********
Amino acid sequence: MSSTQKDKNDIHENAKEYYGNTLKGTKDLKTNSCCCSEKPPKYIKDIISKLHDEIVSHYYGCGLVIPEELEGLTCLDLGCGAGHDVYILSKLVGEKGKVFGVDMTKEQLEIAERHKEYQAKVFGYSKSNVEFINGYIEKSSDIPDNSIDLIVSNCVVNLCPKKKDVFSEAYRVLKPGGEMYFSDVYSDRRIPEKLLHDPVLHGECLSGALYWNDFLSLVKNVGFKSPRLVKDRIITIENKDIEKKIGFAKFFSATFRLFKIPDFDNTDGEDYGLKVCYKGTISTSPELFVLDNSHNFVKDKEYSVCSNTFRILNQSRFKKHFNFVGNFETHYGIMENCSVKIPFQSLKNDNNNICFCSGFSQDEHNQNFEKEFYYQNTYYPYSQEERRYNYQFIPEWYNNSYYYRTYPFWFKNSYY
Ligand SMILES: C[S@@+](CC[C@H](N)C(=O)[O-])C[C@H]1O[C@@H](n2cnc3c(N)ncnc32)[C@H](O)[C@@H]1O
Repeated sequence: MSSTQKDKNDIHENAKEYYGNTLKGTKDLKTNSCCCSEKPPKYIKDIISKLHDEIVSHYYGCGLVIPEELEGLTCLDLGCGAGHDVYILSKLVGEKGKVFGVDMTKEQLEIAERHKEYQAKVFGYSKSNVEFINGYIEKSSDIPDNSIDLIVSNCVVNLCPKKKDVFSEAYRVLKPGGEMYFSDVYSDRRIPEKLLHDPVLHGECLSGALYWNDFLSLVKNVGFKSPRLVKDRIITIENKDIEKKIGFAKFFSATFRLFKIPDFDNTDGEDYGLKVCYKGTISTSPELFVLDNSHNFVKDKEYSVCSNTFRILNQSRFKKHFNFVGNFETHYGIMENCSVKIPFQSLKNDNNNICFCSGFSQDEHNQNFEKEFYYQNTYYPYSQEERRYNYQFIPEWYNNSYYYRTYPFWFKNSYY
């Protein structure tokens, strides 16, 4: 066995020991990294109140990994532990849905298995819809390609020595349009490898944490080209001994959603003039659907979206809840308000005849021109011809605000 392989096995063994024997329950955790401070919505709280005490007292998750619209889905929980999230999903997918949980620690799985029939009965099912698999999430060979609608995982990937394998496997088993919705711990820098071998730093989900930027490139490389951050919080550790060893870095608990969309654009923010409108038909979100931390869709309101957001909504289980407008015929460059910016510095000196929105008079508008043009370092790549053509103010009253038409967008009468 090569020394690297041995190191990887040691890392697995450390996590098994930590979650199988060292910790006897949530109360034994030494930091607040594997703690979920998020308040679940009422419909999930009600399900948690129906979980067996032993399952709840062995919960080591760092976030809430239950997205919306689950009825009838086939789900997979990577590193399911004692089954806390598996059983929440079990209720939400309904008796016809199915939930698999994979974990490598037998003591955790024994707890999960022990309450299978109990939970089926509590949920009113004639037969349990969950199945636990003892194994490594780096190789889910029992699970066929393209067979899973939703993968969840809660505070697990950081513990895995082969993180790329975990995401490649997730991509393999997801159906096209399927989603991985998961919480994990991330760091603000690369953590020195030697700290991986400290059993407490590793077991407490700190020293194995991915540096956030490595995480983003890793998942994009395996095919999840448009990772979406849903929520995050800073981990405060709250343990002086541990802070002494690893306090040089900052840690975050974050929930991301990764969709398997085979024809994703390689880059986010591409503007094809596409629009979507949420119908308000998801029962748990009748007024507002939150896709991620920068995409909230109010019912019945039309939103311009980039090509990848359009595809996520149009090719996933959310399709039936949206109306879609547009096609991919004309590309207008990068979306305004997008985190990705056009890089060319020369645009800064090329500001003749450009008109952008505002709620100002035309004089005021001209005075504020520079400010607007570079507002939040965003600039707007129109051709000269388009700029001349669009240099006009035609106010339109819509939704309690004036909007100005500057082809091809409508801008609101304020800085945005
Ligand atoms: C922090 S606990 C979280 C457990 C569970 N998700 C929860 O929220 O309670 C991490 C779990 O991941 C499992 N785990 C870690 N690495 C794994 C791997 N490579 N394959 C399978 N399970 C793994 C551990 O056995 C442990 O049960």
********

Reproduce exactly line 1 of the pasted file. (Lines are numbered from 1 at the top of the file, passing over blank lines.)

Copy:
Amino acid sequence: MSSTQKDKNDIHENAKEYYGNTLKGTKDLKTNSCCCSEKPPKYIKDIISKLHDEIVSHYYGCGLVIPEELEGLTCLDLGCGAGHDVYILSKLVGEKGKVFGVDMTKEQLEIAERHKEYQAKVFGYSKSNVEFINGYIEKSSDIPDNSIDLIVSNCVVNLCPKKKDVFSEAYRVLKPGGEMYFSDVYSDRRIPEKLLHDPVLHGECLSGALYWNDFLSLVKNVGFKSPRLVKDRIITIENKDIEKKIGFAKFFSATFRLFKIPDFDNTDGEDYGLKVCYKGTISTSPELFVLDNSHNFVKDKEYSVCSNTFRILNQSRFKKHFNFVGNFETHYGIMENCSVKIPFQSLKNDNNNICFCSGFSQDEHNQNFEKEFYYQNTYYPYSQEERRYNYQFIPEWYNNSYYYRTYPFWFKNSYY